Tuesday, November 14, 2023

If you’re going to change an employee’s time sheet, make sure it’s an accurate change

🟩 LEGAL: Disciplining or firing a non-exempt employee who works unauthorized overtime.

🟥 ILLEGAL: Failing to pay a non-exempt employee for all hours worked, whether authorized or unauthorized.

🟩 LEGAL: Altering a non-exempt employee's time sheet so that it accurately reflects the actual number of hours worked.

🟥 ILLEGAL: Altering a non-exempt employee's time sheet to reflect a flat 40 hours per work week, no matter how many hours the employee actually worked.

A lawsuit recently filed against Liberty University will test each of these legal principles.

Kevin Fortier claims that the university capped him and other intramural sports coordinators at 40 hours per work week, would never pay them for any more than 40 hours no matter how many hours they actually worked, and would retroactively alter time sheets so that they reflected no more than 40 hours worked per week.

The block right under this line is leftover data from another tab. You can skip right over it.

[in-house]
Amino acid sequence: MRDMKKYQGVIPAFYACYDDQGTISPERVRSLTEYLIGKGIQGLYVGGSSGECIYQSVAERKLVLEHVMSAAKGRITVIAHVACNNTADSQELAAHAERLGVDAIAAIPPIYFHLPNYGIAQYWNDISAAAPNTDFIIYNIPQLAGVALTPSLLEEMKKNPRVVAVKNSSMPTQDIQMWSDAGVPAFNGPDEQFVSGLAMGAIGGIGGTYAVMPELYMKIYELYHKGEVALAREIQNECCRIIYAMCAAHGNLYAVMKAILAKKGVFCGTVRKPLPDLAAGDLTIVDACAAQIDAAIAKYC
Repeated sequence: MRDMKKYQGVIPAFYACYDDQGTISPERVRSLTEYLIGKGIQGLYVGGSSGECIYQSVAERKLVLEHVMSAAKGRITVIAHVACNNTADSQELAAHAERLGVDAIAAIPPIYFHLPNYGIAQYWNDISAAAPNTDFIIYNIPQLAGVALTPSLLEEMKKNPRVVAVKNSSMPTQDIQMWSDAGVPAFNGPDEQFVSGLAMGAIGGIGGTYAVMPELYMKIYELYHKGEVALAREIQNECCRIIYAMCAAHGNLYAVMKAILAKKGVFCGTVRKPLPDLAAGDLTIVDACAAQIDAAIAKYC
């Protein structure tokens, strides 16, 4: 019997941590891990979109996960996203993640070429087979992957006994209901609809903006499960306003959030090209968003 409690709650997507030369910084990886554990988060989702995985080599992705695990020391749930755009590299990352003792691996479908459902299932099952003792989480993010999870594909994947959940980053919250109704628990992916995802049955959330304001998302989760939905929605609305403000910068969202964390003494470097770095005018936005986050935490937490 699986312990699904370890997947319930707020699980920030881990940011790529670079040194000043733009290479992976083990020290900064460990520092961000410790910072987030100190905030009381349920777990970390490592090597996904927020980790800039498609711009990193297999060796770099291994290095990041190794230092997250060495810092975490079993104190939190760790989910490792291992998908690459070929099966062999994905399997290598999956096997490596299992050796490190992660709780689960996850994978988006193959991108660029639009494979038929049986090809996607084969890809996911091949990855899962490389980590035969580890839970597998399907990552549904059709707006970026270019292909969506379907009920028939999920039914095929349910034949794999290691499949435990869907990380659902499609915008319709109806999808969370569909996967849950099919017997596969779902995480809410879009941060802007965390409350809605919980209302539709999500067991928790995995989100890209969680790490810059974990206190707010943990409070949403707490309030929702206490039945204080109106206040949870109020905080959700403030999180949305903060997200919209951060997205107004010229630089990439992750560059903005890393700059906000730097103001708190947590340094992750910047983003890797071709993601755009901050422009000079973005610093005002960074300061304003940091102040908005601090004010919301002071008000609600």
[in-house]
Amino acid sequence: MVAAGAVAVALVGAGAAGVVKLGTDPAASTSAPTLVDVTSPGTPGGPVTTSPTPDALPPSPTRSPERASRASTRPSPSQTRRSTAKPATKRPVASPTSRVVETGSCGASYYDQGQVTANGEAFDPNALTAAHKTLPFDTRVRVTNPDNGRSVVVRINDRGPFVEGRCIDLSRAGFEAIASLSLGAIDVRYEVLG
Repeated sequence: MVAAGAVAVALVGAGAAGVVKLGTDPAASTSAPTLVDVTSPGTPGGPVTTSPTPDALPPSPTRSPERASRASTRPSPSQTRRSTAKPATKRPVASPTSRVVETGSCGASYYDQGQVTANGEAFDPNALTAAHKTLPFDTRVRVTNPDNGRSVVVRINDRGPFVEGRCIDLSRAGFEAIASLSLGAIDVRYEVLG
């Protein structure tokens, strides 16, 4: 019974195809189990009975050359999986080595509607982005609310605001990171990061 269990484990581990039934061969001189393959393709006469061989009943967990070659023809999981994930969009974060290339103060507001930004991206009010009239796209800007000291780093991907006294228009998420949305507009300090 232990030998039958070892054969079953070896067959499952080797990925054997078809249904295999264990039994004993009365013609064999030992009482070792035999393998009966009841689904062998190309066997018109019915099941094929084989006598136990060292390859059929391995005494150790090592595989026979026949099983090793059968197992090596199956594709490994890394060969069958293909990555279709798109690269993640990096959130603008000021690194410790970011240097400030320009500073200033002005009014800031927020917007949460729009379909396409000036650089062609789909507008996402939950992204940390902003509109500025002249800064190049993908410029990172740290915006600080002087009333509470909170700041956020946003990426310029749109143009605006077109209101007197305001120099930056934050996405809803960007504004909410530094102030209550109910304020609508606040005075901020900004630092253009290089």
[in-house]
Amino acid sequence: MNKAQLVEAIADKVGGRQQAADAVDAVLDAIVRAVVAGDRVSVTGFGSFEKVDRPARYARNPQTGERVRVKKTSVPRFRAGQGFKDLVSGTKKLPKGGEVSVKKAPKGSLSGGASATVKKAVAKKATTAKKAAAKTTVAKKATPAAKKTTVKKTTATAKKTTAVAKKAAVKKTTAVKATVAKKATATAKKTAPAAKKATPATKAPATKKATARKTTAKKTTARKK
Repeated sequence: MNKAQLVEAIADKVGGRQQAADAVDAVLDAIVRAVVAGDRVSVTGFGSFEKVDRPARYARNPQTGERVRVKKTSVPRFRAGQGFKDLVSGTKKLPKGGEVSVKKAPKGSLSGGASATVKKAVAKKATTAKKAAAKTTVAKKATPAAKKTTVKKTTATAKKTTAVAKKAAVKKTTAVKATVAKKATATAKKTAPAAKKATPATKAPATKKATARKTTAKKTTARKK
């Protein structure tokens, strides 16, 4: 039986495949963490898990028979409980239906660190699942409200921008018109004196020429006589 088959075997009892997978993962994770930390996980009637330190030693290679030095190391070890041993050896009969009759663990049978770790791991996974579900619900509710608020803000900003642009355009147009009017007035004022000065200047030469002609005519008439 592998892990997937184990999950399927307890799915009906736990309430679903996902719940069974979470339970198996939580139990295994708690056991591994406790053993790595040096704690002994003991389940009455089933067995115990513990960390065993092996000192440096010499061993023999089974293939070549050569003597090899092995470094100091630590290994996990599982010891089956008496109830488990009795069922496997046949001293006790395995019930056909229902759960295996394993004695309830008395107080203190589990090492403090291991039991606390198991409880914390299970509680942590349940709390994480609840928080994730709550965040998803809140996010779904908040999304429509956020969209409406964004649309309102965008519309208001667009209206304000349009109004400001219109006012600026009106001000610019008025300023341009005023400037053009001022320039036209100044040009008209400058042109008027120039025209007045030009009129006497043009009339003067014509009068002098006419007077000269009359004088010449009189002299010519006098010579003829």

Before filing suit, Fortier provided the university with a letter detailing his concerns, which stated, in part: 

The limits on our hours and the requirements of our jobs have led multiple employees to have to work hours without compensation. One such occasion that I can remember that happened recently was when I had to cover a women's flag football tournament where both the student manager and I had the majority of our hours eliminated from that event. I have not documented every change to my time sheets at Liberty University, but attached will be some of the screenshots that can prove these actions have been occurring.

The response of Liberty's EVP of HR: "We are looking into this. Thanks for sending everything over! We will get with you if we need anything else." Liberty, however, never responded further.

There is nothing unlawful or illegal about amending an employee's time sheets so that they accurately reflect the amount of time the employee actually worked. When those changes, however, all reflect the same, flat, 40-hour work week across the board, accuracy becomes a very difficult argument for an employer to make.